Tom Langford is an event and commercial photographer, professional retoucher, and a website designer.
schedules for TV programs start with a one-sentence summary of each
show called a logline. The art of composing both a photograph and a
logline share a lot in common: They both have only a second or two in
which to catch your attention, present the essential points, and
interest you sufficiently to look more deeply.
Looked at in this
way, it’s possible to see that there’s more to composition than just
making a nicely arranged picture. The story comes first and the
composition has to communicate to the viewer the important elements and
the order in which to view them. Fortunately it’s not rocket science and
with a little understanding your photography can improve considerably.
a picture taken recently by Marjie Goldberg of a stormy scene at
“Casey's Pass”. She has always enjoyed photography but started shooting
more seriously last spring and now submits her work to publications.
is enthusiastic about photography and keen to develop her skills. These
are essential requirements if you are to enter the world of
professional photography. Picture editors sift through thousands of
shots and they will discarded immediately any that don’t stand out. You
have to be able to see your pictures as others see them and to do this
you need to be able to shoot pictures that communicate clearly.
love the craft of visual communication. Every picture tells a story and
the photographer’s first job is to decide exactly what story they want
it to tell. They then have to choose an efficient composition that
indicates the important areas and the order in which to view them.
picture draws attention first to the prominent tourist sign, followed
by the waves, then the modern housing development, and lastly to the
bright red struts of a bench and the large foreground rocks. It’s not
clear what the story is here. It’s difficult to believe this is a
picture just about an attractive tourist sign. Neither does it seem to
be a picture about the wonderful crashing waves because it doesn’t give a
prominent view of the turbulent sea. The composition does not clearly
indicate what this story is about.Composing a story
words “Casey’s Pass” combined with the stormy ocean are very evocative.
There’s the sense of turbulent history, of events and times long past.
This location may be historically important but is now overlooked by
modern housing. Times have changed but history lingers.
not be the story that Marjie had in mind, but let’s see if we could
communicate it just by choosing a more effective composition.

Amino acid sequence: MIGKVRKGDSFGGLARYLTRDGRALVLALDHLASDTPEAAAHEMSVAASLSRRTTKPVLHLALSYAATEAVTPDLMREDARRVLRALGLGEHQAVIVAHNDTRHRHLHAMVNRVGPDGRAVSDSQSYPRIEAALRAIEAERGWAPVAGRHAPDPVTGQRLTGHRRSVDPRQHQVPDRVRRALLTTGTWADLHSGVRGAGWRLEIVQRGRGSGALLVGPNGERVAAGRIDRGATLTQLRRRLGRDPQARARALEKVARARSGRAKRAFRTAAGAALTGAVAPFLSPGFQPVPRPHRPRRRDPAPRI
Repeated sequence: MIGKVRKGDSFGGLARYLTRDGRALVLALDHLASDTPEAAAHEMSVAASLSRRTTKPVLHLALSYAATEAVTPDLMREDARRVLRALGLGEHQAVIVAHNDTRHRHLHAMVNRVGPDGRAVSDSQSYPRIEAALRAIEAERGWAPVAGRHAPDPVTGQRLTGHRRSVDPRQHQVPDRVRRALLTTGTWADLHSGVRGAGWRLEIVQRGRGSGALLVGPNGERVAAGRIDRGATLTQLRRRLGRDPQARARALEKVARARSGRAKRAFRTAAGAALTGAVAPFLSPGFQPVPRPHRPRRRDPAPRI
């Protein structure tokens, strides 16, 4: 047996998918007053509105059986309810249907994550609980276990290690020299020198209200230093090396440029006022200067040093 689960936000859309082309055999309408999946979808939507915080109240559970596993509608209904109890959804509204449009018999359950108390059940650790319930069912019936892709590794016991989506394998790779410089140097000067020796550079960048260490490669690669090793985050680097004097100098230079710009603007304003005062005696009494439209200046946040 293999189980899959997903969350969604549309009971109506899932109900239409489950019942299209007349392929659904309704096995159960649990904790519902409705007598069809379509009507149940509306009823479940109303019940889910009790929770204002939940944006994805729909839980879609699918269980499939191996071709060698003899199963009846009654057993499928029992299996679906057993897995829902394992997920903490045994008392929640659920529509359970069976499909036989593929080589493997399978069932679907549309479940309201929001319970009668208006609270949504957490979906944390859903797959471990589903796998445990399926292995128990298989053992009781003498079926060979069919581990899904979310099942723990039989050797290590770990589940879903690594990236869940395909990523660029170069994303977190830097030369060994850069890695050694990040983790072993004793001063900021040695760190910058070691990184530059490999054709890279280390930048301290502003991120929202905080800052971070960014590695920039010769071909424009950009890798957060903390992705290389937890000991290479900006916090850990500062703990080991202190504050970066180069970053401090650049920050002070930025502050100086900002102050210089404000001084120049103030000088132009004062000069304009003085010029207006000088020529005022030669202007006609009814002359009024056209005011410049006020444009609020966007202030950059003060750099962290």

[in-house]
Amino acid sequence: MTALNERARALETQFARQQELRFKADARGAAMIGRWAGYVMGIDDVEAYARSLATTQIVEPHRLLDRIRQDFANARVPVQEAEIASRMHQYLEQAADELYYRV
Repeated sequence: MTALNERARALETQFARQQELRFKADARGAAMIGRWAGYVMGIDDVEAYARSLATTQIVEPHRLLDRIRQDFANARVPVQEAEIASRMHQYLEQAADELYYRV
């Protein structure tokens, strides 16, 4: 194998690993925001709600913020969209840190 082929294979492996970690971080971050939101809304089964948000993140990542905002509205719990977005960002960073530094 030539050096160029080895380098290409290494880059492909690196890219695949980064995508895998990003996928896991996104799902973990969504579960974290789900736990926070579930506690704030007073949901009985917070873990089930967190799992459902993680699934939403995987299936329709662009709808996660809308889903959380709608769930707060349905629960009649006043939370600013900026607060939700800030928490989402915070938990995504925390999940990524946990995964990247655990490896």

I would prefer to emphasize the drama implied by the waves and spray.
do this I would move further back from the sign and recomposing to
include more sea. The perspective would then be altered and the waves
would look larger in comparison to the sign. The sign can be cropped
too. It’s the heading that’s important and you don’t need more than a
few words of the text to suggest the historical theme. I would also take
the shot from a slightly lower angle to show less of the modern
Afterwards I would crop the shot to remove everything
that does not add to the story, such as the bench, the big rocks and at
least half of the tourist sign. I have roughly retouched the shot below
to indicate how the composition could have looked by taking these steps
now tells more of the story that I would prefer it to tell. This
efficient composition now puts the sea first, followed by the sign, then
There are many different stories that you could
capture about Casey’s point. For instance, on a sunny day with a serene
sea this same picture could be used in an estate agents brochure to sell
apartments. The trick is to first decide exactly what you want your
picture to convey and then use the composition to specifically
communicate your vision.
Remember the analogy with loglines: Be clear, brief, to the point, and don’t include anything not absolutely essential.Constructive
Feedback: Aspiring photographer can send pictures to be used in future articles for constructive
feedback. Send one picture only, at a small size to suitable for emails
Not sure how to send a photo by email at a small size? Look at this Brief Guide to Picasa: www.langford.co.il/courses/PicasaGuide.html
Langford is an Event and Commercial photographer, website designer, and
professional retoucher. He teaches photography courses for beginners
and improvers. Details at:http://www.langford.co.il/courses and http://weddingseventsisrael.com.